Selling a House? Consider These 5 Dangers of Showing It
To our readers: Through November, Americans bought more than more than 59 million new and existing homes in 2016, according to the U.S. Census Bureau and the National Association of Realtors. That means other Americans were selling homes. And while there’s lots of advice about buying homes, advice on selling a house isn’t as common. Today, GoodCall examines some often-hidden dangers. A future article will discuss factors that can hinder a sale.
You’ve found just the right house, made an offer on it and had it accepted. That’s great – except for the one left behind. The house left behind, that is. Yes, chances are selling a house could still be on your to-do list. That can take months. At least until you close on your new place, you’ll have to be open to strangers tromping through your current living quarters.
You know they’re judging you when they do, mentally if not more, criticizing color schemes, knickknacks and other items throughout the home. But you have more at stake than getting your feelings hurt by prospective buyers. Following are some of the risks you could face while showing and selling a house so you can move to the new one:
Uncontrolled clutter hurts selling a house
Lauren Haynes, a cleaning and home organizing expert with Star Domestic Cleaners, says one thing will turn off any visitor – including a prospective buyer. “Nobody likes a messy home, so you have to make sure the house is properly decluttered. Remove everything without a practical purpose or the stuff which doesn’t contribute to the overall look of the property.”
Of course, keeping a home spotless all the time isn’t realistic. “Always follow the top-to-bottom and left-to-right rule for each room in the house,” Haynes says. “Then you should focus on the top eye catcher places and things, where the potential buyers will look at first. Things like floors, kitchen appliances and bathrooms definitely get attention.”
But clearing the clutter also removes a lot of the opportunity for visitors to trip and fall over toys, furniture and other items. Remember, you could be sued if toys or tools you’ve left out cause a buyer to slip and fall. While standard home insurance typically includes liability insurance, which would help – up to the policy limits, no one wants the lawsuit experience.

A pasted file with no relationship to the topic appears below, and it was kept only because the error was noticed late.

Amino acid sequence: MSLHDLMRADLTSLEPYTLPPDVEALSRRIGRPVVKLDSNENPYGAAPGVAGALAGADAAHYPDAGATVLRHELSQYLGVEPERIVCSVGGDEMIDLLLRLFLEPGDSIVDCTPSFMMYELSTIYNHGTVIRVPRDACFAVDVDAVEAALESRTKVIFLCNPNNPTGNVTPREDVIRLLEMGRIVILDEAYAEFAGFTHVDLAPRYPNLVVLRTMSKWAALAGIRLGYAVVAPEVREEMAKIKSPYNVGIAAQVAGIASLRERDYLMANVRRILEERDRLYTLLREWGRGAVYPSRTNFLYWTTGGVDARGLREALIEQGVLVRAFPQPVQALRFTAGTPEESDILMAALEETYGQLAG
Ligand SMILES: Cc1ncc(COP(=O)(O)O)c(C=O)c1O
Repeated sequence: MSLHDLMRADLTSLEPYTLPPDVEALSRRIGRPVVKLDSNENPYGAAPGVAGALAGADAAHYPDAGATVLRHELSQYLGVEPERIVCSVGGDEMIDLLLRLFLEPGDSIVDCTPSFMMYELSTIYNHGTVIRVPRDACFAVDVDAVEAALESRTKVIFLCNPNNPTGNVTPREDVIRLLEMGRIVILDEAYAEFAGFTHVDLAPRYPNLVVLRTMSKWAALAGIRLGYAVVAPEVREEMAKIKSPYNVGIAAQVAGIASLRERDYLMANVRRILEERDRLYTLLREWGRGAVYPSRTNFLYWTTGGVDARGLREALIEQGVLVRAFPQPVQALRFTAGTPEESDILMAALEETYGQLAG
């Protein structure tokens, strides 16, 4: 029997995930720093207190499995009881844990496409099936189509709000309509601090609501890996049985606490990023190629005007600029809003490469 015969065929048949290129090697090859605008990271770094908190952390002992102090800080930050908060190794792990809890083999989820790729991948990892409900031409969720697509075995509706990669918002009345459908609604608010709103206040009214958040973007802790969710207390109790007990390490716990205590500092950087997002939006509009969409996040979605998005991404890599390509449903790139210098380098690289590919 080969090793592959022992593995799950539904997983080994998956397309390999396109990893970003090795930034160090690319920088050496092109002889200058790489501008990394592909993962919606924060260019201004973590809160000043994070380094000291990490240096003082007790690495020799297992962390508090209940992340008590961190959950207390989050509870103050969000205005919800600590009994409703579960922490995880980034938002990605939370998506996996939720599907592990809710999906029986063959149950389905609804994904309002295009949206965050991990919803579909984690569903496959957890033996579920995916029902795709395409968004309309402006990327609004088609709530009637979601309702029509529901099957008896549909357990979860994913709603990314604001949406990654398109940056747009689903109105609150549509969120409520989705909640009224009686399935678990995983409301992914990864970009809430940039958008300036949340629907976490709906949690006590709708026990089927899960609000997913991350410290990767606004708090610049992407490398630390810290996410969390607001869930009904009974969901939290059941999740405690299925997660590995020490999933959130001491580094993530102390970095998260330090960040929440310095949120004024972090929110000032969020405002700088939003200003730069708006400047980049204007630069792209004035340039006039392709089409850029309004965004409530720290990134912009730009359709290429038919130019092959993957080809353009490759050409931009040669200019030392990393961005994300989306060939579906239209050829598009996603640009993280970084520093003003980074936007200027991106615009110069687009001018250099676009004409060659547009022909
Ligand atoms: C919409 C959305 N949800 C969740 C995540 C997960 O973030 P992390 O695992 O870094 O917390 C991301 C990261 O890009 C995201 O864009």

Worse than its bite
If you have a dog, either crate it or arrange to have a friend or neighbor keep it while strangers are touring the house. There definitely can be problems otherwise, says Susan Chace, a real estate agent with VIP Concierge Real Estate Services in Seattle. “Pets can be an issue as well since they don’t know the agent and buyers and can cause stress and startle clients with the barking.”
A dog that would never bite while you are there could be upset by strangers checking out your stuff. Remember, the average dog bite settlement exceeds $37,000, according to the Insurance Information Institute.
Dogbites aren’t the only issue. “Not everyone is a pet lover and do not tolerate the fur, dander, or pet odor,” Chace says.
Too much temptation
Remember, these people are strangers. Don’t leave valuables – including currency or jewelry – out where people can see them, particularly during an open house when scrutiny of visitors won’t be as tight. Lock up anything valuable. You should do the same for prescription medicines as well.
Ryan Fitzgerald, owner and real-estate professional at Raleigh (NC) Realty, warns against one common selling tactic. “Don’t have open houses. There is no benefit to a seller to have an open house. The benefit of an open house is so that the Realtor can use your home as a ‘store’ to attract buyers and generate leads. An open house is not going to sell your house, but it will put you at risk of having things stolen!”
Brad Chandler, CEO and co-founder of Express Homebuyers in Springfield, VA, says prospective buyers aren’t the only people who can succumb to temptations: “Over the last several years, I heard multiple stories that will really make your head turn. One local realtor was caught on camera using client homes for sexual encounters. … there have been recent incidents of Realtors stealing items from houses.”
A shot in the dark
You also should lock up any weapons in the home – you should do this anyway – if prospective buyers are coming to look at the house. Theft, of course, is one concern, but there also is the chance of a shooting involving one of your weapons.
You’ve never gotten around to some of those long-needed repairs – a loose stair or stair railing, for example – that you should have made. Now you figure you’ll just leave them to the next owner.
It’s a bad idea. That loose stair or stair railing could result in an accident that injures a prospective buyer. And the resulting lawsuit – as is true in many of these examples – could delay the sale, leaving you with a double mortgage payment for longer than necessary.
The odds of any of these things happening might be low. But they’re not zero, and it’s better to get out in front of potential problems.